Garage doors may be vulnerable to being opened remotely by hackers using little more than a childrens’ toy, a security researcher has proven this week.The repurposed tool has been branded OpenSesame by its creator Samy Kamkar, who built it out of a discontinued Mattel toy called IN-ME, adding an antennae and an open-source hardware add-on. Although no longer available, Softpedia notes that the toy is a pocket computer that allows kids to chat to eachother, and can still be found on eBay for as little as $12.The proof-of-concept attack affects basic, fixed code garage door security, for which the most advanced would leave 4,096 possible combinations. Kamkar claims that it would take around 29 minutes to breach the lock by brute-force if the details of the system were known to the hacker.
Around 19% of IT security leaders said that budgets will significantly increase over the next two years, with an additional 31% saying budgets will increase, according to a new report by Dell SecureWorks.The study by Dell surveyed 1,825 IT security leaders and their staff, based in 42 countries including North America, Europe, Africa, Asia and the Middle East. The aim of the report was to identify the key influencers on decisions which affect security budgets and technology purchases.Of the remaining survey respondents, nearly all said that budgets will remain flat (46%), while a few (4%) said their organizations could actually decrease security spending. This is largely the same growth picture as the last two years, with the same group of experts witnessing the same increase (31%) and a similar significant increase (15%) during the period.
Distributed Denial of Service (DDoS) attacks are on the rise, according to cloud service provider Akamai, with more than double the number reported from this time a year ago.Not only that, but the methods are changing to ensure DDoS attacks are longer-lasting, and inflict more damage, reports ZDNet. While last year DDoS attacks were characterized by high bandwidth but short duration, so far in 2015 attacks have used less bandwidth, but been of a far longer duration. An Akamai spokesperson told SC Magazine, “An HTTP flood will not consume a lot of bandwidth, but it will generate a lot of HTTP requests.” This still overwhelms the site, but makes it harder to see a malicious attack coming.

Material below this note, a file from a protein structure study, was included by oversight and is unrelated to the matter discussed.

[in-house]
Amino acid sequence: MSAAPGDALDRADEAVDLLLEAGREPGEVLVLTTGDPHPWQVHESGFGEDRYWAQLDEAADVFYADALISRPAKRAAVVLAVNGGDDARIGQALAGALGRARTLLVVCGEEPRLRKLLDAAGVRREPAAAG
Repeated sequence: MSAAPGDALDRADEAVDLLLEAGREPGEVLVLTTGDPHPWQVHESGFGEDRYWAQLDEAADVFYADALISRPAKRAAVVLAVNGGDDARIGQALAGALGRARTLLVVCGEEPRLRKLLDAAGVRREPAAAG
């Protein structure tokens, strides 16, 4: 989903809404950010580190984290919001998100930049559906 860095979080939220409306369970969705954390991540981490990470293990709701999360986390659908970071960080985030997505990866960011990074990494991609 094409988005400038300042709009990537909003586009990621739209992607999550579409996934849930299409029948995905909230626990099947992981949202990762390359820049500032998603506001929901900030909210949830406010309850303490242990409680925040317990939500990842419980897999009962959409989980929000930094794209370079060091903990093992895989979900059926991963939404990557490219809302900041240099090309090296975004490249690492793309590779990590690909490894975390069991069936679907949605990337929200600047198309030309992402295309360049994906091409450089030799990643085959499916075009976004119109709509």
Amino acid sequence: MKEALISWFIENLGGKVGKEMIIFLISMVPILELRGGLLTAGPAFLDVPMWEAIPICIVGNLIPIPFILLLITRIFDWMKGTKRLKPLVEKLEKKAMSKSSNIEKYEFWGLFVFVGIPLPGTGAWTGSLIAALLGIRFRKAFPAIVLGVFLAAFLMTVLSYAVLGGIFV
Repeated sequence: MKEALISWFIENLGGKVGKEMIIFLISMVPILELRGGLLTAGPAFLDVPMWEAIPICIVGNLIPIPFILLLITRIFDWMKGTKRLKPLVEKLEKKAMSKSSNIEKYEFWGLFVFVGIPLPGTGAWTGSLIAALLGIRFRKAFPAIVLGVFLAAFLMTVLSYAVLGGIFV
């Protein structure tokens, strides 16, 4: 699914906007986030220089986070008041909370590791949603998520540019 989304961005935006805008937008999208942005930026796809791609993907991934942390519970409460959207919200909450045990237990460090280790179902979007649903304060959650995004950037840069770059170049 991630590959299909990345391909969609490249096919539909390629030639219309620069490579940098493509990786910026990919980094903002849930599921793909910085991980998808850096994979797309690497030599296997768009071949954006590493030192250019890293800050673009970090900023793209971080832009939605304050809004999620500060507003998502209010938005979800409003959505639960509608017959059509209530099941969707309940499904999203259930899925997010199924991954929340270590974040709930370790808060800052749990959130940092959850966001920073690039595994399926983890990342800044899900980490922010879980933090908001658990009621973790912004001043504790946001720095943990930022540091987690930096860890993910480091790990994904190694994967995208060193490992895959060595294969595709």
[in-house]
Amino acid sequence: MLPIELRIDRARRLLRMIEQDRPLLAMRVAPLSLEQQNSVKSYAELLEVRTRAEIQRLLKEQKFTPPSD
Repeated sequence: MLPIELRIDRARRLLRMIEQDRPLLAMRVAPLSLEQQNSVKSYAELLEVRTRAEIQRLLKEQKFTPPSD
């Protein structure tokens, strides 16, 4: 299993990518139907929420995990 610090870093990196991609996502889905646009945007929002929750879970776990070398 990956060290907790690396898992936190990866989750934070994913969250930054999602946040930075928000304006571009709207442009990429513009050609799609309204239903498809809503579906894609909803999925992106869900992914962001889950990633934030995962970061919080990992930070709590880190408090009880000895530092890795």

Mobile applications increasingly want access to various functions on your smartphones and tablets, such as your location and contacts book. But some of these app permissions should not be granted.App Store, Google Play and Windows Phone store users will know by now that, when installing an app or using a particular feature for the first time, the app will ask their permission to access certain features of the device. For example, a map application will ask for access to the GPS, while VoIP and other voice-calling applications may require access to the phone and device ID.